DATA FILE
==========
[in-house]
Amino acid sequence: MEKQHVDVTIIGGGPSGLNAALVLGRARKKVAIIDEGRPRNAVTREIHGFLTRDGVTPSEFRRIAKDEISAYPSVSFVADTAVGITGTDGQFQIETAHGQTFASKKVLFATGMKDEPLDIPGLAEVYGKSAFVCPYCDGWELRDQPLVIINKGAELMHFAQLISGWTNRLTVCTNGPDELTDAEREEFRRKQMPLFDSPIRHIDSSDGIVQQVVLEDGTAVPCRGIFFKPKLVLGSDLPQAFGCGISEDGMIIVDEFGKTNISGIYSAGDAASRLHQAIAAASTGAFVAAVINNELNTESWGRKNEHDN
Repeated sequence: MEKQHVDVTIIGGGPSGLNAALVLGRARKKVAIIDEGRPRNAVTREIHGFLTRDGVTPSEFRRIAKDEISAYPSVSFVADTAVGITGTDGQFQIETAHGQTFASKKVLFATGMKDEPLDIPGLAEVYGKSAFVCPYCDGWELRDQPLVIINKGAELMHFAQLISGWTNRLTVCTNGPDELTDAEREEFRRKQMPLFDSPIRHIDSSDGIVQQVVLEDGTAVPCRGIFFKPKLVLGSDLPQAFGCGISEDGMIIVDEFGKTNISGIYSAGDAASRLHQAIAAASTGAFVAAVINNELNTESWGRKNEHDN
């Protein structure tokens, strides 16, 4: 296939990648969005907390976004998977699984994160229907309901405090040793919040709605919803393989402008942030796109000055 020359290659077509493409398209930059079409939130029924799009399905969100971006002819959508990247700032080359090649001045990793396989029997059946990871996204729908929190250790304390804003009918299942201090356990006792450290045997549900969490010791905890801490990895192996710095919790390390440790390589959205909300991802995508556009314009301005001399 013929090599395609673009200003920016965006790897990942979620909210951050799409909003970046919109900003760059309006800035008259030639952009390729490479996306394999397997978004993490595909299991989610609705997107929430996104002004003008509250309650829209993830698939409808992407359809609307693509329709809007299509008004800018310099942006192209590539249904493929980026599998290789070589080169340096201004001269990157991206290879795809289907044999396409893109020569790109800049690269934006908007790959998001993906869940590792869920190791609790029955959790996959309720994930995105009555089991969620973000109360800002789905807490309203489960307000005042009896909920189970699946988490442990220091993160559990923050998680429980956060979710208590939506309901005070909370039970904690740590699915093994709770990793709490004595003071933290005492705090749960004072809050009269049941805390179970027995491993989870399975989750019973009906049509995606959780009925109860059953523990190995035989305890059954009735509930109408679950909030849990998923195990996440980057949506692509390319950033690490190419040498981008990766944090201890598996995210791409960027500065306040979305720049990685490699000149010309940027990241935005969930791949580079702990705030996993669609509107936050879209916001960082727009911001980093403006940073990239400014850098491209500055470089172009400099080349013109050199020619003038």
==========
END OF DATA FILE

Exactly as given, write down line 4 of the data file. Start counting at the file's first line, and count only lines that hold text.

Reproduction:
């Protein structure tokens, strides 16, 4: 296939990648969005907390976004998977699984994160229907309901405090040793919040709605919803393989402008942030796109000055 020359290659077509493409398209930059079409939130029924799009399905969100971006002819959508990247700032080359090649001045990793396989029997059946990871996204729908929190250790304390804003009918299942201090356990006792450290045997549900969490010791905890801490990895192996710095919790390390440790390589959205909300991802995508556009314009301005001399 013929090599395609673009200003920016965006790897990942979620909210951050799409909003970046919109900003760059309006800035008259030639952009390729490479996306394999397997978004993490595909299991989610609705997107929430996104002004003008509250309650829209993830698939409808992407359809609307693509329709809007299509008004800018310099942006192209590539249904493929980026599998290789070589080169340096201004001269990157991206290879795809289907044999396409893109020569790109800049690269934006908007790959998001993906869940590792869920190791609790029955959790996959309720994930995105009555089991969620973000109360800002789905807490309203489960307000005042009896909920189970699946988490442990220091993160559990923050998680429980956060979710208590939506309901005070909370039970904690740590699915093994709770990793709490004595003071933290005492705090749960004072809050009269049941805390179970027995491993989870399975989750019973009906049509995606959780009925109860059953523990190995035989305890059954009735509930109408679950909030849990998923195990996440980057949506692509390319950033690490190419040498981008990766944090201890598996995210791409960027500065306040979305720049990685490699000149010309940027990241935005969930791949580079702990705030996993669609509107936050879209916001960082727009911001980093403006940073990239400014850098491209500055470089172009400099080349013109050199020619003038």